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18 January, 2019 06:15:46 PM
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Trade unions should rethink their roles

Investors or employers who provide self-respecting, gainful employment must be respected. Workers and employers are not enemies, but team-mates, except in the eyes of the certain union leadership who continue to hold onto antiquated views for their own narrow interests
Syed Mehdi Momin
Trade unions should rethink their roles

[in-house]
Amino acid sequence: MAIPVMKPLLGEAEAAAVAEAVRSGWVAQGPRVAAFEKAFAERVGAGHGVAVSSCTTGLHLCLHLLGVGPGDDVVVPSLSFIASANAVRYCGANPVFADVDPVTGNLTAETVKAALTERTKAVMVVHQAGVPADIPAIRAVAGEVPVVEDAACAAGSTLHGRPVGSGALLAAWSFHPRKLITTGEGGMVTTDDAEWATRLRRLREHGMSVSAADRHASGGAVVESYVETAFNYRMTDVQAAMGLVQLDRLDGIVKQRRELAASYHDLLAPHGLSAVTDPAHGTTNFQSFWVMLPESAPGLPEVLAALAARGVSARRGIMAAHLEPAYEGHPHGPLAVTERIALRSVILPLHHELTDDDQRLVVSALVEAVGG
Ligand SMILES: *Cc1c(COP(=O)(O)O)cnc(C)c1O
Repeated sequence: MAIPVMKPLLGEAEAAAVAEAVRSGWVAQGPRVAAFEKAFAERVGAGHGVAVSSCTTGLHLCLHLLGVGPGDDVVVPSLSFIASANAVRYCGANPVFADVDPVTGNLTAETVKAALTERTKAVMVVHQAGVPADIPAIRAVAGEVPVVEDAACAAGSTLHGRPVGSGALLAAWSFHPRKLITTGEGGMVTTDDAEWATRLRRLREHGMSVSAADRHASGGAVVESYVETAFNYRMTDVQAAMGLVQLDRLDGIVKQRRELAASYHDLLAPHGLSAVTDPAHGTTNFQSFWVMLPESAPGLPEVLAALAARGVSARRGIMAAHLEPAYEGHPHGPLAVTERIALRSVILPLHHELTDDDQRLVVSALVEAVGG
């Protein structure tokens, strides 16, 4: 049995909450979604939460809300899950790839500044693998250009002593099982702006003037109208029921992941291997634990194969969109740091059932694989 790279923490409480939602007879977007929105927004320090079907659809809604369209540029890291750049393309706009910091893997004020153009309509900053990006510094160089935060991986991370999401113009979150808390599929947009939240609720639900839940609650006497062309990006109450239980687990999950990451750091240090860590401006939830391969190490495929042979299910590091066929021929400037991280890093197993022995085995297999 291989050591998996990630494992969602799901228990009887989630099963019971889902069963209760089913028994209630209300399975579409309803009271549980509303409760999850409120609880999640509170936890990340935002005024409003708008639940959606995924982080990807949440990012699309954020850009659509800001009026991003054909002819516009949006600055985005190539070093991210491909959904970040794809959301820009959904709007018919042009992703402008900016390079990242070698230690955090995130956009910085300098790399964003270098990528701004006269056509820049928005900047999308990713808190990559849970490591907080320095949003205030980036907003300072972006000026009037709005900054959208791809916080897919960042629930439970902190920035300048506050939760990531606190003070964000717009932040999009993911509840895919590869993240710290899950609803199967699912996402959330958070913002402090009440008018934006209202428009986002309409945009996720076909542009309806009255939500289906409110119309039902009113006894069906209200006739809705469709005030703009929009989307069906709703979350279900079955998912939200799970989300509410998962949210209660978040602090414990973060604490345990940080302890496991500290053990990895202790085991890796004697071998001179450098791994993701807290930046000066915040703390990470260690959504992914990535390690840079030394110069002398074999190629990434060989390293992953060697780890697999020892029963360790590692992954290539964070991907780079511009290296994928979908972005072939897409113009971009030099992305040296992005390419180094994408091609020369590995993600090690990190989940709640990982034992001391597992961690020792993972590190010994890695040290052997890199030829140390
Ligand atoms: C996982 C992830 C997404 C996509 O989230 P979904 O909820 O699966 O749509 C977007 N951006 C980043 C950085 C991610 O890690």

After days of unrest and agitation peace has returned to Ready Made Garment Sector, at least for the time being. Despite repeated assurances from the authorities the RMG workers at the beginning of the New Year went on a rampage and their violent agitation for several days disrupted the city traffic causing immense sufferings to commuters While we are all for workers’ right express their grievances , violence and causing suffering to general law abiding citizens cannot be justified under any circumstances.. In a self defeating exercise for the working class many  trade unionists appear hell-bent on putting out of business those who are willing to risk their capital in commercial ventures The labour unions in many the cases have become unreasonable and come up with demands only to help in the closure of the units.  It must be understood that better employer-employee relations can only ensure productivity and welfare of the workers.  Apparently welfare of the common labours is the least of their worries. They are more intent on pocketing riches through dubious means.